Jeni’s Spinalong #5 – November Feels

Our November spinalong was a little bit different from the rest of this series in that we had no rules or themes to follow – Just all of our November feels all wrapped up (or should I say, “churned up”?) into one delicious ice cream.


So, for November, with thoughts of fall and Thanksgiving and #PSL all over the place… I went to Pumpkin’s sweet sister… or maybe more like a cousin? Or like a distant ancestor… I mean, they’re both plants so they must be related in some way, right? Anyway, I seem to have gotten off track somewhere…

What I chose is orange inside, like a pumpkin. And sweet, like a pumpkin. And plentiful during fall, also like a pumpkin. But it is not a pumpkin.

Can you guess what it is?

jenis sweet potato ice cream 1

Sweet potato!

Even though Mr. Eats curled his nose at the idea of me “ruining” perfectly good ice cream by putting sweet potatoes inside of it, I forged ahead anyway. I can’t think of a better way to use sweet potatoes than to put them into this amazing ice cream.

Shannon, over at A Periodic Table, stuffed all her feels into Blackstrap Praline Ice Cream with Black Walnut Praline and Singed Marshmallows. So, even though we had no rules, because we are kindred spirits we both made barely-altered recipes from the “Autumn” section of Jeni’s first book. At least we didn’t plan the same exact ice cream, which almost happened with September 😉 haha! If you paired my ice cream with some toasted nuts and Shannon’s praline sauce you would end up your very own sweet potato casserole sundae – Think of how impressed your Thanksgiving guests would be!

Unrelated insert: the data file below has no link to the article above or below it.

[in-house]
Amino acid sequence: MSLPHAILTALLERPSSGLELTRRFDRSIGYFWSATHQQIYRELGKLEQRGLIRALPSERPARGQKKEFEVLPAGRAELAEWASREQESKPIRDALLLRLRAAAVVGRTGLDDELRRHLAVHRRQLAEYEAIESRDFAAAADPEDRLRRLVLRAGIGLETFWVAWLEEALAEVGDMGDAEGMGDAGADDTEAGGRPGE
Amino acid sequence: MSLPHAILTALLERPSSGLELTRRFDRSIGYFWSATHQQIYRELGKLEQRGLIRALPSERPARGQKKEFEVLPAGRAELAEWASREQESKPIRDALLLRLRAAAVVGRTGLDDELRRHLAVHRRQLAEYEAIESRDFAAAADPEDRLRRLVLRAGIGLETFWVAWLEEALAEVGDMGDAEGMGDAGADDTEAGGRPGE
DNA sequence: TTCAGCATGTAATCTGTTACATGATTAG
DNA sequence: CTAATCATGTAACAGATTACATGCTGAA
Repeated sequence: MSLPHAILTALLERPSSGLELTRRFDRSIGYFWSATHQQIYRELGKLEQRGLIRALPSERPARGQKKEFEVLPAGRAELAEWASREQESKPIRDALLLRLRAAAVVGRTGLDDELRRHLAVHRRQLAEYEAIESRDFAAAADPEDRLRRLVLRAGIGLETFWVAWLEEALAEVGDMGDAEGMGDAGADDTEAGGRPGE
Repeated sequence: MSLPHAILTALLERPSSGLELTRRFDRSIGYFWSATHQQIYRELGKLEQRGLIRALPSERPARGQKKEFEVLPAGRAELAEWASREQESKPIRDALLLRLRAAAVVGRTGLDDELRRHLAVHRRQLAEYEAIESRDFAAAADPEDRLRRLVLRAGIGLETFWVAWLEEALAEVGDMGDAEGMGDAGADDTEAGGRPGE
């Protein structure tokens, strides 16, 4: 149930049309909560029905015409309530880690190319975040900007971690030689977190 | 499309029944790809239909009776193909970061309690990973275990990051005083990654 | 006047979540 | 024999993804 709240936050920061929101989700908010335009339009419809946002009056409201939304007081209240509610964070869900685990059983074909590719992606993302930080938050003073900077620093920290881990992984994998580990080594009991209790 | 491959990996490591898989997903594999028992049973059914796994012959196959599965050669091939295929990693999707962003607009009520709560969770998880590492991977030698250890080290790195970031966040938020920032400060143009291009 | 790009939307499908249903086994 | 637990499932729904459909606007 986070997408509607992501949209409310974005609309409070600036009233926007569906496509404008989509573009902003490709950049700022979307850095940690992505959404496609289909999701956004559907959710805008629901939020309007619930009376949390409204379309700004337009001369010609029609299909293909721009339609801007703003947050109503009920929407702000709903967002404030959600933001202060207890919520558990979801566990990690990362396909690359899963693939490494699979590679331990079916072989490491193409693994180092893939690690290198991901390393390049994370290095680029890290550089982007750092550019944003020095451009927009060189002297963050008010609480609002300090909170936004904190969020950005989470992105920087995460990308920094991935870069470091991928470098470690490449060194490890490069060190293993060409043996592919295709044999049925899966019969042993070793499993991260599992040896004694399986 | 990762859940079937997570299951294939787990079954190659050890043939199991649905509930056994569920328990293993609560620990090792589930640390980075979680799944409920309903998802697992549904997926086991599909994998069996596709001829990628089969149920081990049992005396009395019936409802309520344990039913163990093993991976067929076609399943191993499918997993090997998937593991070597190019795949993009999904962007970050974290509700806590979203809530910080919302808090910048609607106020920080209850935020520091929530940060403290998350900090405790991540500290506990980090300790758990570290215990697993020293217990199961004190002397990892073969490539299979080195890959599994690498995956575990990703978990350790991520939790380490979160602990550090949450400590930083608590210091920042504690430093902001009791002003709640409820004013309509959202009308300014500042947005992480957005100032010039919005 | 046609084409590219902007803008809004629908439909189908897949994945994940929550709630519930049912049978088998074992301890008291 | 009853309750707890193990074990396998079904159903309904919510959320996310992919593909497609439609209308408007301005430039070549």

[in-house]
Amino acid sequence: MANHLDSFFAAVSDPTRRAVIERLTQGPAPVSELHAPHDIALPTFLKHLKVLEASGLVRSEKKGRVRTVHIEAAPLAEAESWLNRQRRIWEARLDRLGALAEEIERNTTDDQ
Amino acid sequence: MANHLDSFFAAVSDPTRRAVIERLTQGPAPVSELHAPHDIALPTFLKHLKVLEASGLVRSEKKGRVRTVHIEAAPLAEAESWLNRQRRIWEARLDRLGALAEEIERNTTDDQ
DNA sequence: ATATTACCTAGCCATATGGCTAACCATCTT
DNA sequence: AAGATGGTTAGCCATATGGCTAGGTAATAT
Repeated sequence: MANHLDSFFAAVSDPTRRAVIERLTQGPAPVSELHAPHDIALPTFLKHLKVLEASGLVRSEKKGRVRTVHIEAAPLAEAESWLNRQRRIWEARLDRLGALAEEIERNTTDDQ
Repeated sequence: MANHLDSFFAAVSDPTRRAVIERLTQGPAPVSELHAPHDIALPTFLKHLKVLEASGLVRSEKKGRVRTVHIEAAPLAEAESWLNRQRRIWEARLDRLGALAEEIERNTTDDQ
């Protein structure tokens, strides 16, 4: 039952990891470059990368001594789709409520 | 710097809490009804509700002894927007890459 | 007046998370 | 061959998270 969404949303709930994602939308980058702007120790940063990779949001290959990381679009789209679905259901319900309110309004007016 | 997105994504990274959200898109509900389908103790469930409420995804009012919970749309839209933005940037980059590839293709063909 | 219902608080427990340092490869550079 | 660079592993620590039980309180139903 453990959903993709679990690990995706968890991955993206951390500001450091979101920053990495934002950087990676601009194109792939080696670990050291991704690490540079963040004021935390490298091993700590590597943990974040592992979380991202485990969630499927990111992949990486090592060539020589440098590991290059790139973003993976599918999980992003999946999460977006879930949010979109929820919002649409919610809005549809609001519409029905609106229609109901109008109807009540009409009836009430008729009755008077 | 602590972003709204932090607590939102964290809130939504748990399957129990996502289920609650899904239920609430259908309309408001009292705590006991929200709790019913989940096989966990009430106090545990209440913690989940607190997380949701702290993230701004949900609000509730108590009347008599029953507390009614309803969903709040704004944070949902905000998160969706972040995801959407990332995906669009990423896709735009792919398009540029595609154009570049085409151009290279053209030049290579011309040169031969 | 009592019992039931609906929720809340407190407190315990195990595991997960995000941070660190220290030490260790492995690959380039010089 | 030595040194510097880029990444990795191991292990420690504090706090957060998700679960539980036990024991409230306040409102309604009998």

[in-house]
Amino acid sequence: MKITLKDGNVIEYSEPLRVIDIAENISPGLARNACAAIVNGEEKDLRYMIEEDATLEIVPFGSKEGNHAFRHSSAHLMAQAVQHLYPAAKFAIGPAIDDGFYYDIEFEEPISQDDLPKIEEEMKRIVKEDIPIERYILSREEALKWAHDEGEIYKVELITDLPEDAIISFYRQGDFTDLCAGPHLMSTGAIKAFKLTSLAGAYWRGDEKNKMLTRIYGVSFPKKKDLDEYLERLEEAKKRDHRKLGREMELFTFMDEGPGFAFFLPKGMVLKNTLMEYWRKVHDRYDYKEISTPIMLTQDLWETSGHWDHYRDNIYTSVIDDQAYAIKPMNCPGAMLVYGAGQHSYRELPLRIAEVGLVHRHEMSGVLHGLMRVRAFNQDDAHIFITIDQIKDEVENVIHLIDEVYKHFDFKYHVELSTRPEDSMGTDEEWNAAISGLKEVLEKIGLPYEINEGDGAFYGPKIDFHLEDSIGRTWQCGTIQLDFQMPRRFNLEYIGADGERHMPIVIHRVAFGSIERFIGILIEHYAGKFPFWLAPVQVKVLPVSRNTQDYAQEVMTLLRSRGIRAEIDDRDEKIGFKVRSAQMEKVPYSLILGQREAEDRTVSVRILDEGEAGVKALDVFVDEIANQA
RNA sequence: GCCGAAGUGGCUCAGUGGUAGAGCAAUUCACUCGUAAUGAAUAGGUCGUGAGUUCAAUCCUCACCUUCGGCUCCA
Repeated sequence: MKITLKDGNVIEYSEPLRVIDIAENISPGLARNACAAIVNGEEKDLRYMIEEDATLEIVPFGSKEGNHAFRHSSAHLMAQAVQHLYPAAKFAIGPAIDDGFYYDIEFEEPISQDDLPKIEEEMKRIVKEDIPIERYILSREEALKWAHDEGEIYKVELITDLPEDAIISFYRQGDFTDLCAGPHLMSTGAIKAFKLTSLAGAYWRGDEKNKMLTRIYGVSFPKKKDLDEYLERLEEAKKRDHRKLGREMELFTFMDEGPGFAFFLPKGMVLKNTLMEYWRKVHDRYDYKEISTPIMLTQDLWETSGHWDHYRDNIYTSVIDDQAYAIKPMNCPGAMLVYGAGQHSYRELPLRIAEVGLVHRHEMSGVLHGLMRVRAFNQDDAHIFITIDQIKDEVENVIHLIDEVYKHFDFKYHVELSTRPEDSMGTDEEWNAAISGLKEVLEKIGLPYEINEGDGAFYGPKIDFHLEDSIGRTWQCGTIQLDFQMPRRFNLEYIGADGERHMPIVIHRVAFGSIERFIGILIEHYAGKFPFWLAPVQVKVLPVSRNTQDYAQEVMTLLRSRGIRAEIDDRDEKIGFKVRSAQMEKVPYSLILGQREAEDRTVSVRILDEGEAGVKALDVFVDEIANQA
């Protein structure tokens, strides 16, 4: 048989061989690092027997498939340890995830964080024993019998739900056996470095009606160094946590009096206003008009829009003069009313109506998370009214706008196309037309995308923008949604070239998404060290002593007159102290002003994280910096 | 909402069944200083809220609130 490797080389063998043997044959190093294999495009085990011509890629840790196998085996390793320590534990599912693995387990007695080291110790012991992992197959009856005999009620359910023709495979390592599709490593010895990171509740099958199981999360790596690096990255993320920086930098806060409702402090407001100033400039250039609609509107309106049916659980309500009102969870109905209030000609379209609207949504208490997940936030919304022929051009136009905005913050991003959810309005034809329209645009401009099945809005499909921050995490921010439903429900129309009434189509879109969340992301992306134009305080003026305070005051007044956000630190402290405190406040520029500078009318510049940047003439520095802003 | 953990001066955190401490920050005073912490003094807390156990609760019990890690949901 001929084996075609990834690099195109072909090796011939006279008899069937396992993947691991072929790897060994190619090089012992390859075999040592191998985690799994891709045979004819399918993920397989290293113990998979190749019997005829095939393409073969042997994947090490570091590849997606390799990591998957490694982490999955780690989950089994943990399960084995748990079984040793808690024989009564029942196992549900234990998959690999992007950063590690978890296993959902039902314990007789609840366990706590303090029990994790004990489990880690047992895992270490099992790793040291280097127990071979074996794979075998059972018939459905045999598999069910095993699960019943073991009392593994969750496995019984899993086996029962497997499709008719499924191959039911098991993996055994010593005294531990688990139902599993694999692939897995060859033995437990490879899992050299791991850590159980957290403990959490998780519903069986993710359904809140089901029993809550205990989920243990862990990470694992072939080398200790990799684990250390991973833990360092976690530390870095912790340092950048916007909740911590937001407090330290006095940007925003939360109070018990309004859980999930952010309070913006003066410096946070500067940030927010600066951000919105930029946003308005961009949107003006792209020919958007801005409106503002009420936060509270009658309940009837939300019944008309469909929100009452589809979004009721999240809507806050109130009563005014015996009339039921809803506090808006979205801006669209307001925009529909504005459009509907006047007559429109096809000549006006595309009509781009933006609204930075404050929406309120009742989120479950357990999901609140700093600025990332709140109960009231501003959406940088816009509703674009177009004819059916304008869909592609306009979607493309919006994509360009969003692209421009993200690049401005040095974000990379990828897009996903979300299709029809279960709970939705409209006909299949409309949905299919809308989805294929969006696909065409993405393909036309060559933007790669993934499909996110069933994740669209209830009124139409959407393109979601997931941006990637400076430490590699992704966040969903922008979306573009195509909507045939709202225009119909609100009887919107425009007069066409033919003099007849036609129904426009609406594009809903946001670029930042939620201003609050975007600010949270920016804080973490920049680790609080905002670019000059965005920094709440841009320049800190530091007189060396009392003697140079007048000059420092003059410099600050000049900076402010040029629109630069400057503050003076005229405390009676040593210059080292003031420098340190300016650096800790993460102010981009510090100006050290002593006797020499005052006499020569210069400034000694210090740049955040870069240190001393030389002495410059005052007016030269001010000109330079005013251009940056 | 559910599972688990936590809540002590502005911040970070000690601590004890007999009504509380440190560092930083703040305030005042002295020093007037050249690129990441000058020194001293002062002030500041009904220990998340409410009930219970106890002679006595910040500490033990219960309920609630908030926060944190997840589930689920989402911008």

Unlike the other Jeni’s recipes I have made for the blog, I made this one with very little tampering. I followed the recipe pretty much 100% with the exception of one thing: I roasted the sweet potatoes real good. I baked the sweet potatoes for over an hour in the oven, until they were oozing out their sugary juices, and allowed them to cool before putting them in a cream-filled hot tub to simmer away.

I did attempt (and fail) to make Jeni’s Vanilla Bean Marshmallows, but I’m pretty sure that was a user error. Or possibly a thermometer calibration error (where one said 230F, the other said 250F) so I will have to try those again on another day. For this, store-bought made a fine stand-in.

The result is an amazingly smooth and creamy sweet potato ice cream filled with torched marshmallows and one bite will make your knees buckle.

jenis sweet potato ice cream 2

Jeni's Sweet Potato Ice Cream with Torched Marshmallows


  • 2 sweet potatoes, roasted and scooped out of the skins (about 1 1/2 cups)
  • 2 cups whole milk
  • 1 1/2 ounces (3 tablespoons) cream cheese, softened to room temperature
  • 1/4 teaspoon fine sea salt
  • 1/4 teaspoon ground cinnamon
  • 1 1/4 cups heavy cream
  • 1/3 cup granulated sugar
  • 1/3 cup packed brown sugar
  • 2 tablespoons molasses
  • 1 1/2 cups mini marshmallows, toasted


    Bake the potatoes
  1. Preheat the oven to 400F.
  2. Prick potatoes with a knife and place them on a parchment-lined baking sheet.
  3. Bake for 60-70 minutes, or until they start to ooze a bit of caramelized goodness.
  4. Remove from oven and set aside until they are cool enough to handle (may be done one day in advance).
  5. Make the ice cream base
  6. Prepare an ice bath in a large bowl; set aside.
  7. Place softened cream cheese and salt in a large bowl and set aside.